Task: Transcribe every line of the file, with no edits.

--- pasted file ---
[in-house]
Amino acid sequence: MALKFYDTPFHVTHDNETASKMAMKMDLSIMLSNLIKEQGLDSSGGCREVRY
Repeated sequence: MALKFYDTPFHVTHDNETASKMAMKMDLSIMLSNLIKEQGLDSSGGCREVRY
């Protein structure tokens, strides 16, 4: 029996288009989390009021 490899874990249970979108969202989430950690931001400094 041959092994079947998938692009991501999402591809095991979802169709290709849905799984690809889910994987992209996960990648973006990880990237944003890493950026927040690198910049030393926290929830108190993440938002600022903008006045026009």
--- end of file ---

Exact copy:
[in-house]
Amino acid sequence: MALKFYDTPFHVTHDNETASKMAMKMDLSIMLSNLIKEQGLDSSGGCREVRY
Repeated sequence: MALKFYDTPFHVTHDNETASKMAMKMDLSIMLSNLIKEQGLDSSGGCREVRY
């Protein structure tokens, strides 16, 4: 029996288009989390009021 490899874990249970979108969202989430950690931001400094 041959092994079947998938692009991501999402591809095991979802169709290709849905799984690809889910994987992209996960990648973006990880990237944003890493950026927040690198910049030393926290929830108190993440938002600022903008006045026009």